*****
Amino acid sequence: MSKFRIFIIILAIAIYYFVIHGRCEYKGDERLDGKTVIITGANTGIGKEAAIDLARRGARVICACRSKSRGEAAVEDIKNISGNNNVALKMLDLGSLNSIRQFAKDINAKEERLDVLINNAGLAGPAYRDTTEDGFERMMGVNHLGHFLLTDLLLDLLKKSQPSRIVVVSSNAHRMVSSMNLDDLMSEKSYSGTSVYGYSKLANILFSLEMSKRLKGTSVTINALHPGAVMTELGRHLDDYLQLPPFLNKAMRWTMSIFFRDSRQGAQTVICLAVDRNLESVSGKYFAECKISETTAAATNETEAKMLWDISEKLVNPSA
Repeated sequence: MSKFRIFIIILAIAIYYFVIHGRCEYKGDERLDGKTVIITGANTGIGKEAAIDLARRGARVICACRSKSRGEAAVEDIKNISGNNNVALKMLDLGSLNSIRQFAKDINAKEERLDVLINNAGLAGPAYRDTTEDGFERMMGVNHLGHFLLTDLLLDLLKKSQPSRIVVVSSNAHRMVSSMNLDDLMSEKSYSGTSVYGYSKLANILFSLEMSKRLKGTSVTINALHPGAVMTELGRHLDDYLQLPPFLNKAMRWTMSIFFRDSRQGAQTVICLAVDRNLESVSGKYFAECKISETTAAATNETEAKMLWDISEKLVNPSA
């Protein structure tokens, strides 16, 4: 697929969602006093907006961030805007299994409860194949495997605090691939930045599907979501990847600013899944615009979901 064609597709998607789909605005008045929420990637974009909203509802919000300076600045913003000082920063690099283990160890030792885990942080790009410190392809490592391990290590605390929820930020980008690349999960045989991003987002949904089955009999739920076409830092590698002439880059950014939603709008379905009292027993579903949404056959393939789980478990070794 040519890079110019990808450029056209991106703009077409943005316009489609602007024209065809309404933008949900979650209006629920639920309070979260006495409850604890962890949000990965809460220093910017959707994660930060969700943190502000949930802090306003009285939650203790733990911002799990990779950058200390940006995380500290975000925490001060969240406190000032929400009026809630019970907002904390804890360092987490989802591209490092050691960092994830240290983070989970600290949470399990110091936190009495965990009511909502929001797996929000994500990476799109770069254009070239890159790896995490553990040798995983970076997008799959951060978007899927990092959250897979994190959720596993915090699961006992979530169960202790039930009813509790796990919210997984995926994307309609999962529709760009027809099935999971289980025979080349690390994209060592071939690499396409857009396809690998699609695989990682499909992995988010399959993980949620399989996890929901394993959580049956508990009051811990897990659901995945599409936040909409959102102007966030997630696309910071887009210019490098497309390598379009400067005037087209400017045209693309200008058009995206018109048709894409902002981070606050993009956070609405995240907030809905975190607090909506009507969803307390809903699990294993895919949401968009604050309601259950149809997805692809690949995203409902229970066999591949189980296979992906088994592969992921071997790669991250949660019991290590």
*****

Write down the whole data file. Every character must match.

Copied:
Amino acid sequence: MSKFRIFIIILAIAIYYFVIHGRCEYKGDERLDGKTVIITGANTGIGKEAAIDLARRGARVICACRSKSRGEAAVEDIKNISGNNNVALKMLDLGSLNSIRQFAKDINAKEERLDVLINNAGLAGPAYRDTTEDGFERMMGVNHLGHFLLTDLLLDLLKKSQPSRIVVVSSNAHRMVSSMNLDDLMSEKSYSGTSVYGYSKLANILFSLEMSKRLKGTSVTINALHPGAVMTELGRHLDDYLQLPPFLNKAMRWTMSIFFRDSRQGAQTVICLAVDRNLESVSGKYFAECKISETTAAATNETEAKMLWDISEKLVNPSA
Repeated sequence: MSKFRIFIIILAIAIYYFVIHGRCEYKGDERLDGKTVIITGANTGIGKEAAIDLARRGARVICACRSKSRGEAAVEDIKNISGNNNVALKMLDLGSLNSIRQFAKDINAKEERLDVLINNAGLAGPAYRDTTEDGFERMMGVNHLGHFLLTDLLLDLLKKSQPSRIVVVSSNAHRMVSSMNLDDLMSEKSYSGTSVYGYSKLANILFSLEMSKRLKGTSVTINALHPGAVMTELGRHLDDYLQLPPFLNKAMRWTMSIFFRDSRQGAQTVICLAVDRNLESVSGKYFAECKISETTAAATNETEAKMLWDISEKLVNPSA
């Protein structure tokens, strides 16, 4: 697929969602006093907006961030805007299994409860194949495997605090691939930045599907979501990847600013899944615009979901 064609597709998607789909605005008045929420990637974009909203509802919000300076600045913003000082920063690099283990160890030792885990942080790009410190392809490592391990290590605390929820930020980008690349999960045989991003987002949904089955009999739920076409830092590698002439880059950014939603709008379905009292027993579903949404056959393939789980478990070794 040519890079110019990808450029056209991106703009077409943005316009489609602007024209065809309404933008949900979650209006629920639920309070979260006495409850604890962890949000990965809460220093910017959707994660930060969700943190502000949930802090306003009285939650203790733990911002799990990779950058200390940006995380500290975000925490001060969240406190000032929400009026809630019970907002904390804890360092987490989802591209490092050691960092994830240290983070989970600290949470399990110091936190009495965990009511909502929001797996929000994500990476799109770069254009070239890159790896995490553990040798995983970076997008799959951060978007899927990092959250897979994190959720596993915090699961006992979530169960202790039930009813509790796990919210997984995926994307309609999962529709760009027809099935999971289980025979080349690390994209060592071939690499396409857009396809690998699609695989990682499909992995988010399959993980949620399989996890929901394993959580049956508990009051811990897990659901995945599409936040909409959102102007966030997630696309910071887009210019490098497309390598379009400067005037087209400017045209693309200008058009995206018109048709894409902002981070606050993009956070609405995240907030809905975190607090909506009507969803307390809903699990294993895919949401968009604050309601259950149809997805692809690949995203409902229970066999591949189980296979992906088994592969992921071997790669991250949660019991290590």